‘Super 8’ a super tale of growing up

By Sister Helena Burns, FSP | Contributor
Sunday, July 3, 2011

Super 8,” written and directed by the prolific TV and movie guru J.J. Abrams, is a collaboration with his hero, Steven Spielberg. “Super 8” is a semi-autobiographical story set in 1979 about a bunch of middle-school friends who set out to shoot a zombie movie when they witness (and get on their Super 8 camera) a train crash involving the paranormal.

Charles (Riley Griffiths) is the demanding natural-born director who uses big words and proper film terminology, along with an unnecessary amount of profanity and blasphemy: “God,” and “Jesus” are every other word. It’s supposed to be his schtick, but it’s ugly. I cringe every time I hear “the only name by which we may be saved” taken in vain. The Holy Name Society encourages us to whisper “... May he always be praised!” whenever we hear the Lord’s name slandered. Hey, it gives us the opportunity to praise.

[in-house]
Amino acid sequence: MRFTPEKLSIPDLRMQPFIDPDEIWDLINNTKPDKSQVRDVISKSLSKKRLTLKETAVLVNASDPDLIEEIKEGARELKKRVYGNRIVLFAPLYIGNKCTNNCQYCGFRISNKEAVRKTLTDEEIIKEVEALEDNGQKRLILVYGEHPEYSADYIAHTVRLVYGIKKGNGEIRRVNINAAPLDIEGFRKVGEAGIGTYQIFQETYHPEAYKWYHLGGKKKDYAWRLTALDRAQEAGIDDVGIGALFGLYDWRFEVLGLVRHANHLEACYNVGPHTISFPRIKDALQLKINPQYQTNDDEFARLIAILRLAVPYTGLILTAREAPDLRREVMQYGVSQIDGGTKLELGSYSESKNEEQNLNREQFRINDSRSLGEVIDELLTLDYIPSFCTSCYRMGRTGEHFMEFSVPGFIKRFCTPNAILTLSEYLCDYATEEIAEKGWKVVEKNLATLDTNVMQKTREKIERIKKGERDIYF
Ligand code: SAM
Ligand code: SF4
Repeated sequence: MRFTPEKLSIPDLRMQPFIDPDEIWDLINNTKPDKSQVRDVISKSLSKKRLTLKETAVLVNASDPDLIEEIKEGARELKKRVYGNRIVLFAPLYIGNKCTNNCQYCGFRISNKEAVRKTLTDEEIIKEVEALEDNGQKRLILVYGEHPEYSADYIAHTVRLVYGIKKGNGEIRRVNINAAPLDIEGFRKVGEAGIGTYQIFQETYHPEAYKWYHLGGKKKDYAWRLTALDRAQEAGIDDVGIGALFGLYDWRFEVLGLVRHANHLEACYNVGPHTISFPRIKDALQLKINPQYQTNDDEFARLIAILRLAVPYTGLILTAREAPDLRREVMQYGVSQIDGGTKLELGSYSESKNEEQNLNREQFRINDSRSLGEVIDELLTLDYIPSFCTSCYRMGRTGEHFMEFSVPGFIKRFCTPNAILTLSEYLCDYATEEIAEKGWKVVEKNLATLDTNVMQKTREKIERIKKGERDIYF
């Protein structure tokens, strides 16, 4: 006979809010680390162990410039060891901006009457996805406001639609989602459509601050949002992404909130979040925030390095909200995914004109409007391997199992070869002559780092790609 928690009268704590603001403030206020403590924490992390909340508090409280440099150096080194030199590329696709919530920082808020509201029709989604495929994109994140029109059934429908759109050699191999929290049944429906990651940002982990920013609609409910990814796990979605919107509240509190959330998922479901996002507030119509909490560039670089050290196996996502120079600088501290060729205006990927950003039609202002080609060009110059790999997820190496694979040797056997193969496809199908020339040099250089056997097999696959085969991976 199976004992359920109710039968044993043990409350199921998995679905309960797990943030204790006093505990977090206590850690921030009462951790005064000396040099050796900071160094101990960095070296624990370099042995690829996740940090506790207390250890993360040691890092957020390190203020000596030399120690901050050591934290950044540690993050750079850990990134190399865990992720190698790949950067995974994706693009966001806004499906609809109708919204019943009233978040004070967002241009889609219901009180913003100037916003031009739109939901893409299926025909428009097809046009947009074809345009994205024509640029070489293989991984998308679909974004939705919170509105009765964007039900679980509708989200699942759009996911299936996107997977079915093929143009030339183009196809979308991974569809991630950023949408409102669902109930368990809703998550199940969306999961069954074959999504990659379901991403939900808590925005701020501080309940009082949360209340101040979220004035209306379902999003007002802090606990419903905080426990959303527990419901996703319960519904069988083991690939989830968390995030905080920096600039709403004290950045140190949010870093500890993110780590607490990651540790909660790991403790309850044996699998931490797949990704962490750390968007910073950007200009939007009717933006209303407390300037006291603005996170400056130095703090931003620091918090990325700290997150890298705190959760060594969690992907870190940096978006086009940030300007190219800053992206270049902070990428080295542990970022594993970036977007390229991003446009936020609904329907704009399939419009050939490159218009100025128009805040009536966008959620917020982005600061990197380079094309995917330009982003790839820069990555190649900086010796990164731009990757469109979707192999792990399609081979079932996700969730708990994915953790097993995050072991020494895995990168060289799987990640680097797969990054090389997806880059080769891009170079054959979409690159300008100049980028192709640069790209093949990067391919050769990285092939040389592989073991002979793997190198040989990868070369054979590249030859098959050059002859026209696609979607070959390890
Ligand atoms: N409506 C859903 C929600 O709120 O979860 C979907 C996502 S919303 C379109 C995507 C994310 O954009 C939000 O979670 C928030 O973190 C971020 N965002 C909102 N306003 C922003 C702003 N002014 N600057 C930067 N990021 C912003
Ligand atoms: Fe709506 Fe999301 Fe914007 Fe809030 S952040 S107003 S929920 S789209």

Joe (Joel Courtney) is the main character, and he’s luminous. He has a crush on the female lead, Alice. Cary (Ryan Lee) is the natural-born camera and special effects guy and provides comic relief and fireworks on call.

Martin (Gabriel Basso) is another male lead and a big chicken. Alice (Elle Fanning) is the scrumptious female lead and natural actress. There are two wonderful scenes where she dazzles and enchants the guys with her ability to emote. Her character is sweet, sensitive, strong, reserved and, at times, uncertain.

“Super 8” is reminiscent of “Close Encounters of the Third Kind” — the wind, the night skies, the shining lights, the alien presence, the supernatural abductions, take over of cars, electricity, energy sources, the pregnant silences followed by sudden jolts. It actually feels more Spielbergian than Abramsian. However the “monster” is pure Abrams, extremely reminiscent of “Cloverfield.”

Joe and Alice have both lost their mothers and have rocky relationships with their dads. The lack of the feminine motherliness in both their lives (and that of their fathers) leaves a gaping hole.

The middle-schoolers are truly middleschoolers with a certain innocence to them. Middle-schoolers should love this film. Make sure to stay for the credits to watch the kids’ finished zombie film.

“Super 8” is especially pertinent today with virtually every young person shooting video from their childhood on, using inexpensive, high-quality video phones and other handheld devices. The child actors are pros, and the story is truly told from a tween point of view by filmmakers still in touch with their own youth.